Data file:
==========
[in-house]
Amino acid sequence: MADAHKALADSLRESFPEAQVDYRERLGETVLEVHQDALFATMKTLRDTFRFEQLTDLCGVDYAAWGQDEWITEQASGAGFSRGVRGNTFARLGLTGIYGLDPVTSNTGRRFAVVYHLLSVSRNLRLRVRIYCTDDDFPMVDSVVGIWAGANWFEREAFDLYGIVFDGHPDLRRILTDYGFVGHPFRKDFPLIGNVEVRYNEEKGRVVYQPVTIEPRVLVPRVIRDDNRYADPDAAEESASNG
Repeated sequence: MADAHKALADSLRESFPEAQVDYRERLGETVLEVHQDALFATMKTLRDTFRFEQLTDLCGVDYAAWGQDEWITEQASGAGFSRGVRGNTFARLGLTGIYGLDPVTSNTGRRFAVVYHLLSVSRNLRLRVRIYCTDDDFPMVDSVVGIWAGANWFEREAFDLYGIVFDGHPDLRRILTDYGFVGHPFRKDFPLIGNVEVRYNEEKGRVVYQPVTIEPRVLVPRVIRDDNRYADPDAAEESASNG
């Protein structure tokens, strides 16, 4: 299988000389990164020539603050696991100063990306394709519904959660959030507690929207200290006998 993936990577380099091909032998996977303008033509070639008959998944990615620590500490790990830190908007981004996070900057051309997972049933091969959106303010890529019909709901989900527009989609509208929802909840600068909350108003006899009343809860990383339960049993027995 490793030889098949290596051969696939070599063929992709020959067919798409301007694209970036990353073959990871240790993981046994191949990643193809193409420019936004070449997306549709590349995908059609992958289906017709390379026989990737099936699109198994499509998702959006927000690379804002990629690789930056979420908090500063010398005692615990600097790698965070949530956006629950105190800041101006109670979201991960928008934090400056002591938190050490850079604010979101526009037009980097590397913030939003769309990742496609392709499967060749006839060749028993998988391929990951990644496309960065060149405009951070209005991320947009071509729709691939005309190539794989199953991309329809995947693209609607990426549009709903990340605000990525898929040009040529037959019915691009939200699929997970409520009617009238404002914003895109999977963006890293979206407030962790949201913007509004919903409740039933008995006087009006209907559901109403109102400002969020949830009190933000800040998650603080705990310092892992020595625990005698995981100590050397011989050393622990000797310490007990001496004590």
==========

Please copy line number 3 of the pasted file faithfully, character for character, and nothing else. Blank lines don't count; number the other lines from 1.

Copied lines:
Repeated sequence: MADAHKALADSLRESFPEAQVDYRERLGETVLEVHQDALFATMKTLRDTFRFEQLTDLCGVDYAAWGQDEWITEQASGAGFSRGVRGNTFARLGLTGIYGLDPVTSNTGRRFAVVYHLLSVSRNLRLRVRIYCTDDDFPMVDSVVGIWAGANWFEREAFDLYGIVFDGHPDLRRILTDYGFVGHPFRKDFPLIGNVEVRYNEEKGRVVYQPVTIEPRVLVPRVIRDDNRYADPDAAEESASNG